If you’re age 50 or older, have you had your flu shot yet?
It’s that time of year when cold weather brings people together indoors, increasing the chance of spreading the influenza (flu) virus. Flu season runs from November to April, and October to November is the recommended vaccination time (although you can be vaccinated after November).
Because flu viruses change each year, you need to get a new flu shot each year. Once you get the shot, it takes about two weeks for the vaccine to reach its maximum effectiveness.
According to the Centers for Disease Control (CDC), 5 to 20 percent of the population gets the flu, more than 200,000 people are hospitalized from flu complications, and about 36,000 people die from flu each year in the U.S.
The risk of developing severe symptoms and complications is higher for adults age 65 and older, and about 90 percent of the deaths caused by flu occur in this age group. Older adults are at higher risk for complications because their immune systems are less effective in fighting off infections. Many also have underlying health problems that may make it harder to fight off the flu.
Because nearly one-third of people ages 50 to 64 have one or more medical conditions that place them at increased risk for serious flu complications, the flu vaccination also is recommended for this age group.
For older people and those with chronic illness, a flu shot may not necessarily prevent the flu, but can reduce the symptoms and risk of complications if they do get sick.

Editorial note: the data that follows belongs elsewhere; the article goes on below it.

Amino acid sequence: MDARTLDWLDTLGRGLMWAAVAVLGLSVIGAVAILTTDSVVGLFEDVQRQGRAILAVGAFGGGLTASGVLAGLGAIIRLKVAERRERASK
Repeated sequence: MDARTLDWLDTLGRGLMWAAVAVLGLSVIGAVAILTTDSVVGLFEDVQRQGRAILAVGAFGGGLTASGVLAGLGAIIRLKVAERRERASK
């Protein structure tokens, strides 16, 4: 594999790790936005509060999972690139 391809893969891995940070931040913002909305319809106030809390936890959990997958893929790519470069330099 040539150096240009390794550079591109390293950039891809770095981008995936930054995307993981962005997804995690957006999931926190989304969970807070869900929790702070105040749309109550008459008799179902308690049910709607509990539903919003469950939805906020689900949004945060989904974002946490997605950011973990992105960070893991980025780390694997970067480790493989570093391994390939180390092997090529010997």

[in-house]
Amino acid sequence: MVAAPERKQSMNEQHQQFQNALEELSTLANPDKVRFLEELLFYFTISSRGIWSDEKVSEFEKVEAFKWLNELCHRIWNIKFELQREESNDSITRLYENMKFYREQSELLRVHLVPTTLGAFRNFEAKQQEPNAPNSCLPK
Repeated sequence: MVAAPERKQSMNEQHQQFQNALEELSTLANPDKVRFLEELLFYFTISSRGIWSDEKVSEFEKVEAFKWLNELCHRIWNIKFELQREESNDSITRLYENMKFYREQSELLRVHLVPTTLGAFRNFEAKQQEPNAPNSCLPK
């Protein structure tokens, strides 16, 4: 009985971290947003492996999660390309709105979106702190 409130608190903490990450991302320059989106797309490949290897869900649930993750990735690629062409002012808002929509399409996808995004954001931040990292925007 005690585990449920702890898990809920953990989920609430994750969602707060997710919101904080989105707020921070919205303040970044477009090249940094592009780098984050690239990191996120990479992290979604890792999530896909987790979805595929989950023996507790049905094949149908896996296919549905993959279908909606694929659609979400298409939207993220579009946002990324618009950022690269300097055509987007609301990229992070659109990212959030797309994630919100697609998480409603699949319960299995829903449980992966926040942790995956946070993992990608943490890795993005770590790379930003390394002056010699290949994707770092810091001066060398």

Flu symptoms include inflammation of the nose, throat, and eyes; fever, cough, headache, muscle aches, and generalized weakness. While most people recover within a week or so, older adults and people with chronic health problems are more likely to develop serious complications. If symptoms worsen (fever persists, difficulty breathing, shortness of breath, chest pain, or a cough that produces thick phlegm), you should seek medical attention.
Tips to Avoid the Flu
Flu vaccine is the best way to prevent the flu and related complications. The CDC strongly recommends that high-risk persons—including all people ages 50 and older—be vaccinated by November. If this is not possible, you can continue to seek the flu vaccine in December or later if necessary.
CDC primary target groups for annual flu vaccination
Other tips to prevent the flu include:
Treating the Flu
To help relieve flu symptoms:
For more information, visit www.columbia-stmarys.org.